wherein the final image, Ai, can be expressed as:
A i ( θ i , v ) = j w j g i , j ( θ i , v ) / j w j ,
where wj is a sequence of coefficients defining the unequally weighted average, and wherein the unequally weighted average requires wj to not be constant for all j,
wherein φj=(j−j0)α, where j=0, . . . , P−1, P is the number of images in the sequence, α is a constant phase shift interval, and j0 is a constant selected to cause φ(P−1)−j=−φj, and
wherein wj satisfies:
W ( v = 1 ) = 0 and W ( v ) v v = 1 = 0 , where W ( v ) = j w j cos ( v ϕ j ) .
20. The method of claim 19, wherein wj further satisfies
2 W ( v ) v 2 v = 1 = 0.
21. A method comprising calculating an unequally weighted average of a sequence of phase-shifted interferometry images to produce a final image, wherein the final image is a lateral metrology image.
22. An apparatus comprising a computer readable medium which causes a processor to calculate an unequally weighted average of a sequence of phase-shifted interferometry images to produce a final image, wherein the final image is a lateral metrology image.
23. An apparatus comprising:
an interferometer which during operation generates a sequence of phase-shifted interferometry images of an object surface relative to a reference surface; and
means, coupled to the interferometer, for calculating an unequally weighted average of the phase-shifted interferometry images to produce a final image, wherein the final image is a lateral metrology image.
24. The apparatus of claim 23, wherein during operation said means further calculates a surface profile of the object surface relative to the reference surface based on the sequence of phase-shifted interfe rometry images.
25. The apparatus of claim 23, wherein the unequally weighted average reduces interferometric fringes in the final image relative to those in a second final image produced by an equally weighted average of the phase-shifted interferometry images for an equally spaced phase shift sequence that spans 2π.
26. The apparatus of claim 23, wherein the interferometer comprises one of a Linnik interferometer, a Michelson interferometer, and a Fizeau interferometer.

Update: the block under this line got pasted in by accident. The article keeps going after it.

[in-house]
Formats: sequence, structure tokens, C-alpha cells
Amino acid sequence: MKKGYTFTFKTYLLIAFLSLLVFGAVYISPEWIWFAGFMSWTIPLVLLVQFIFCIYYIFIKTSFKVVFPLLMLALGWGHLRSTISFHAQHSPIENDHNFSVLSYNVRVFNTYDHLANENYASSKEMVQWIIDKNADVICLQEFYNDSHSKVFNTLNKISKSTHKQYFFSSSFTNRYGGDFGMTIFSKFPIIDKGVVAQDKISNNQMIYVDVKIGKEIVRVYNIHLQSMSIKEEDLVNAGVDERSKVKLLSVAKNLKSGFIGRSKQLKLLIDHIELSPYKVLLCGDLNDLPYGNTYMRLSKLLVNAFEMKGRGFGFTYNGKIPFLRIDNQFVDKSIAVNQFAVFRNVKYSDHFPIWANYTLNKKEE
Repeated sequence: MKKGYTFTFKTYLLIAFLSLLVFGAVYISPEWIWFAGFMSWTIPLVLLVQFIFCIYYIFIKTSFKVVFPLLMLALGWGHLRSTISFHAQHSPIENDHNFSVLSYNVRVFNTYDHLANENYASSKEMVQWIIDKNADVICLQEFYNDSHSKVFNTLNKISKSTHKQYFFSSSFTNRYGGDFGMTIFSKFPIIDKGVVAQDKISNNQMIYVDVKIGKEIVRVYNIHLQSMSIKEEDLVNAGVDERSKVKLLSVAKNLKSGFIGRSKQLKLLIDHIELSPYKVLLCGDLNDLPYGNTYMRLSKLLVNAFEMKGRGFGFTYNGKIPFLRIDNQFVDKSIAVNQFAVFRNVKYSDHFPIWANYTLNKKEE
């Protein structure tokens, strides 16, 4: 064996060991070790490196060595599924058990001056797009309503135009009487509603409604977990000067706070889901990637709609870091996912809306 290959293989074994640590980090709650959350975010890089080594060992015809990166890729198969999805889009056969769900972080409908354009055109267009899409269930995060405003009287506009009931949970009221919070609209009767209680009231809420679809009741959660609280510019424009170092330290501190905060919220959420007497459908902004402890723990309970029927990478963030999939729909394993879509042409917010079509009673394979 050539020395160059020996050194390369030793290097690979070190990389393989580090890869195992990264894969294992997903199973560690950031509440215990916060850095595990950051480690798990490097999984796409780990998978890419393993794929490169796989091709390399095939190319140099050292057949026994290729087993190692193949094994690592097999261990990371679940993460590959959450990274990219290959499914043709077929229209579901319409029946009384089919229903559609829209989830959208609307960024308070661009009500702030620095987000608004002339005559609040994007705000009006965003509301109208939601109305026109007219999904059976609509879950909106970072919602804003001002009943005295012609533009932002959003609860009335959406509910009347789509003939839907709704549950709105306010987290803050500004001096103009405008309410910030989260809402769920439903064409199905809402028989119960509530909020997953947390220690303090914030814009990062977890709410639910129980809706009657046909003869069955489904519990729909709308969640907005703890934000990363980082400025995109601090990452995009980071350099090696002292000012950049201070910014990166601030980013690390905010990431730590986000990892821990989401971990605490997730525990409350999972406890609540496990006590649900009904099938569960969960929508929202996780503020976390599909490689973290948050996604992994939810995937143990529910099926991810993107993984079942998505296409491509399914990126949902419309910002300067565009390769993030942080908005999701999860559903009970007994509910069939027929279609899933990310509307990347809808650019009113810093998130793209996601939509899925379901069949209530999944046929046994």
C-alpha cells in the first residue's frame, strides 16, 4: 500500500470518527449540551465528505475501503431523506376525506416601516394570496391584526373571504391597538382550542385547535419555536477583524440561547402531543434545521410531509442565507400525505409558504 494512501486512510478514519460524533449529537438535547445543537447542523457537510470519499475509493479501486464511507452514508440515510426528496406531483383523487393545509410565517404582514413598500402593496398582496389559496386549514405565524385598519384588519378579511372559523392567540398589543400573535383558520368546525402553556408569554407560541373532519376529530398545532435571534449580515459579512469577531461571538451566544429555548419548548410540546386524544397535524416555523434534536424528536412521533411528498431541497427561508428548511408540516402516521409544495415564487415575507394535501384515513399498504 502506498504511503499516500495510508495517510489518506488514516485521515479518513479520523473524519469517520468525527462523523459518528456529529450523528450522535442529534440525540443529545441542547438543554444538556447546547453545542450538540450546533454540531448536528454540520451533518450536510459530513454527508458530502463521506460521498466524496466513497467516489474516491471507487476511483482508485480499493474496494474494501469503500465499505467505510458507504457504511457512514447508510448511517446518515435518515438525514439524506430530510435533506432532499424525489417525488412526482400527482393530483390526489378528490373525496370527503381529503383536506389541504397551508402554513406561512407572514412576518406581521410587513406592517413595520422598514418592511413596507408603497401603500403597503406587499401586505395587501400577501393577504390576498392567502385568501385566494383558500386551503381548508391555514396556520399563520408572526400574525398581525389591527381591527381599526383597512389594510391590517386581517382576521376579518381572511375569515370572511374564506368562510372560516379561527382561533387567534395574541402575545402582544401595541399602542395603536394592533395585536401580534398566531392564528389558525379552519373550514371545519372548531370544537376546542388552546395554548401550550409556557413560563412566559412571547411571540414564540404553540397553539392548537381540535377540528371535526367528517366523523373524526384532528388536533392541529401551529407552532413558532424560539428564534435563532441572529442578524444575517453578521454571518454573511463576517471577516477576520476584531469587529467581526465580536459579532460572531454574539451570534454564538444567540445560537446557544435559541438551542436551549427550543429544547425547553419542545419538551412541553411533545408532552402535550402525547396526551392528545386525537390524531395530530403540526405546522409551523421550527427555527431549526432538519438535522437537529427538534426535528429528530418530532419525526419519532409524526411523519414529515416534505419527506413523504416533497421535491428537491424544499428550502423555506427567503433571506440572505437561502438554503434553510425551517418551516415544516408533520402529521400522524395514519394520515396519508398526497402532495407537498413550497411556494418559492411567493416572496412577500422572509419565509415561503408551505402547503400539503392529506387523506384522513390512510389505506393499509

27. The apparatus of claim 23, wherein the interferometer comprises a scanning interferometer comprising a broadband source having a coherence length, wherein during operation the scanning interferometer interferes an object wavefront reflected from the object surface with a reference wavefront reflected from the reference surface and varies an optical path length difference between the wavefronts over a range larger than the coherence length of the source.
28. The apparatus of claim 23, wherein the interferometer comprises an unequal path length interferometer comprising a tunable source, wherein during operation the unequal path length interferometer introduces phase shifts between an object wavefront reflected from the object surface and a reference wavefront reflected from the reference surface by varying the wavelength of the source.
29. An method for obtaining a fringe-free intensity image from a sequence of phase-shifted interference patterns, the method comprising:
providing the sequence of phase-shifted interference patterns; and
calculating a weighted average of the phase-shifted interference patterns to produce the fringe-free intensity image.
30. The method of claim 29, wherein the sequence of phase-shifted interference patterns comprises more than four patterns.
31. The method of claim 29, wherein the weights for the weighted average are selected to reduce the sensitivity of the weighted average to a deviation in the phase increment between the phase-shifted interference patterns.
32. The method of claim 31, wherein the weights define a window function, and the derivative of the Fourier transform of the window function with respect to the deviation in the phase increment is zero when the deviation is zero.
33. The method of claim 29, further comprising calculating a surface topology map from the sequence of phase-shifted interference patterns.
34. The method of claim 29, further comprising:
using an interferometry system to provide the sequence of phase-shifted interference patterns.
35. The method of claim 34, wherein the interferometry system is a white-light scanning interferometry system.
36. The method of claim 34, wherein the interferometry system is a wavelength-tuning interferometry system.
37. An interferometry system comprising:
an interferometer for providing a sequence of phase-shifted interference patterns; and
means, coupled to the interferometer, for calculating a weighted average of the phase-shifted interference patterns to produce a fringe-free intensity image.
38. The system of claim 37, wherein during operation said means further calculates a surface topography map from the sequence of phase-shifted interference patterns.
Description
CROSS-REFERENCE TO RELATED APPLICATIONS

This application claims priority under 35 U.S.C §119(e) to U.S. Provisional Patent Application Ser. No. 60/373,791 by Peter J. de Groot and filed Apr. 19, 2002, the contents of which are incorporated herein by reference.

BACKGROUND

This invention relates to interferometry, and more particularly to phase-shifting interferometry and generating lateral metrology images from phase-shifted interferometry images.

Interferometric optical techniques are widely used to measure optical thickness, flatness, and other geometric and refractive index properties of precision optical and mechanical components.